It was Lee who convinced Farrah to defect from Charlie's Angels for feature films, leading to a $7 million suit against her and possibly the disaffection of her public. The result, in any case, was traumatic and to date disastrous. Farrah flopped in 1978's Somebody Killed Her Husband and last summer's Sunburn—albeit at $750,000 a throw. Lee, no luckier, went from his canceled bionic role to an inadvertent farce called The Norseman for $400,000. Just out now is his Killer Fish, "one of the year's more boring films," Majors admits. "I figured the reviewers were going to tear me to pieces, but actually they had some nice things to say." In fact, Lee's end of the seesaw may now be on the rise. At least he has been working steadily. Agent Jay Bernstein (whom both Farrah and Lee dumped last fall) magnanimously predicts that "this is going to be a great year for Lee—he should have three pictures coming out that will without question make him a motion picture star." But Bernstein fears that Farrah will be "poison" around town until she does "a small, low-budget quality film that proves she can act."
Lee, who's been so busy he had to turn down the plum Mac Davis part as the quarterback in North Dallas Forty, says, "I'd love to get my teeth into a good role. Then if people don't respond to me, I'll just drink away the pain." But he considers his finished work as a droll adman in Agency, a construction worker in Steel and an aging ex-race driver in The Last Chase to be his most successful to date. He figures his potential as a "younger [by nine years], less expensive Steve McQueen" remains considerable.
Even after years of TV stardom, that is still a heady thought for a Middlesboro, Ky. boy named Lee Yeary, whose fondest dream was to play pro football. After knee and shoulder injuries (and a nose broken five times) sidelined him to a job in the L.A. recreation department, fellow jocks encouraged him to try acting. His first wife and Lee Jr., 17, stayed in Kentucky, and even now Hollywood isn't home as much as a place of business to support Majors' quail-hunting expeditions to Oklahoma and Georgia. "I'm really a guy with simple tastes," he says. "I like to hang out with the guys and drink beer, go to football games, hunt and fish." Nowadays the good ol' boys, though, are likely to be multimillionaire Rankin Smith, owner of the Atlanta Falcons and Lee's investment partner, or Kentucky's John Y. Brown (way back when, Lee encouraged John to go for the governorship).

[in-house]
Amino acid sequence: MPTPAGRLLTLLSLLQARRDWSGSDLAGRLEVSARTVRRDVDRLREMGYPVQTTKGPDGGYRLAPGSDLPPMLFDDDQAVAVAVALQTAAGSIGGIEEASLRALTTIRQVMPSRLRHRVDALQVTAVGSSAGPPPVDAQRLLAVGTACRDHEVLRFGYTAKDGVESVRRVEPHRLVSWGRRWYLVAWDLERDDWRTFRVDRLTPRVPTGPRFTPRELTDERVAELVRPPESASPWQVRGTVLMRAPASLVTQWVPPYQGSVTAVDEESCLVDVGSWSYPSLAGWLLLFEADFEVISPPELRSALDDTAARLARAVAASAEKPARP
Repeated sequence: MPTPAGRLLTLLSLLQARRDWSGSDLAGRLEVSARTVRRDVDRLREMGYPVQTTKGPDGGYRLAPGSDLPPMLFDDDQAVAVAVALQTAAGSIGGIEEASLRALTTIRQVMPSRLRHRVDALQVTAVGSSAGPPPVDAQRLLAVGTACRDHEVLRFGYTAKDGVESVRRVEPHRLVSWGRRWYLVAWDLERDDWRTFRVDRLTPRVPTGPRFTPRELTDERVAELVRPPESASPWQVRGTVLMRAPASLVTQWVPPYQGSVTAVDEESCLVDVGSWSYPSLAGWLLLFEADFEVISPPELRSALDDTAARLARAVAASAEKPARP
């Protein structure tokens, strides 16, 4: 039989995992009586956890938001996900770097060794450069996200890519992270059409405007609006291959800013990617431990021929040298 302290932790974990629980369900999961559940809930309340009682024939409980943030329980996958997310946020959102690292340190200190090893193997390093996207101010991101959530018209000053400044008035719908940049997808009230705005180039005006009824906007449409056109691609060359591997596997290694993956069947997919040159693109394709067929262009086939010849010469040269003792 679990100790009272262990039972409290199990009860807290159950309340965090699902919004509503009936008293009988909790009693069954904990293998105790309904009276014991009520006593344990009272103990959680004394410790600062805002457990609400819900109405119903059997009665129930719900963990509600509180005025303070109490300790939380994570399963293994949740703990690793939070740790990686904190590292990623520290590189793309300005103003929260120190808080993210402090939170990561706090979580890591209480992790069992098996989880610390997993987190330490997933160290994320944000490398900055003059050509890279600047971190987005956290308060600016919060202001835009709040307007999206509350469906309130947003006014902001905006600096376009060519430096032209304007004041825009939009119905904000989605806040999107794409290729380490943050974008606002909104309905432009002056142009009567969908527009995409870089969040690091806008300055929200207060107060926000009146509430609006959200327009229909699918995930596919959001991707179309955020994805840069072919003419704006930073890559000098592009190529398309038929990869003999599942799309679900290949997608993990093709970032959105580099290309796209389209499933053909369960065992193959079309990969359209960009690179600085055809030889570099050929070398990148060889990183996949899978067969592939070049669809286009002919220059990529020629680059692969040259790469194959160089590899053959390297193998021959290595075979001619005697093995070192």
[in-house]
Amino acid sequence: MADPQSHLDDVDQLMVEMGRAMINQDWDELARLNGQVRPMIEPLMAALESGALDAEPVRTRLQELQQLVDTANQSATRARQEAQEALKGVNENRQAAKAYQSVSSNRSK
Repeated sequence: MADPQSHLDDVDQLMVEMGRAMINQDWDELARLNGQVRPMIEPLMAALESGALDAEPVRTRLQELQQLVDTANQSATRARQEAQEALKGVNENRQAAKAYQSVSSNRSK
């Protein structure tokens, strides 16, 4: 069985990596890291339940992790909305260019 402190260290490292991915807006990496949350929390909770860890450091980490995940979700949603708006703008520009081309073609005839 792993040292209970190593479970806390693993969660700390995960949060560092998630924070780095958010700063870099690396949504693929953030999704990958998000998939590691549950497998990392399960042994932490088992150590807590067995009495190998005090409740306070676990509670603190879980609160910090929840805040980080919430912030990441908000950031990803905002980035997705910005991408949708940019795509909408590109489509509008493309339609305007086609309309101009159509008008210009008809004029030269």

As for ladyfriends, Majors says, "I've always been a one-woman man. In all my 40 years I've had three great loves, but none greater than Farrah." Incredibly, if touchingly, at composer Paul Williams' urging, Lee has already cut three love songs for an album to be dedicated to his estranged wife. Majors pooh-poohs the buzz about his own infidelity. "A reputation as a ladies' man?" he asks. "I don't think so. I think I'm just one lucky son of a bitch. I have never been involved with anyone other than Farrah in all the time we've been married. The stories about Farrah's involvement with other people have always outnumbered mine by 10 to one." Indeed, she was linked in the tabloids with tennis player Vince Van Patten and her Husband co-star Jeff Bridges even before the split. Lee himself has dated since their estrangement, but says, "I have not met a woman I wanted to get involved with or even go out with a second time. Farrah has a lot of class," he continues, "and I don't think I will ever find anyone to compare her with. She's one of a kind and I love her. It's that simple."
At the same time he accepts that "I may have to do without her. I know there's a possibility that this might be the end," he says with regret, but not surrender, in his voice. "I hope we will get back together and honestly believe that, we will." Maybe if for no other reason—or for starters—on a movie property. Regaining his sense of humor, Lee observes, "I may have to do a picture with Farrah one day—just to bail out her career."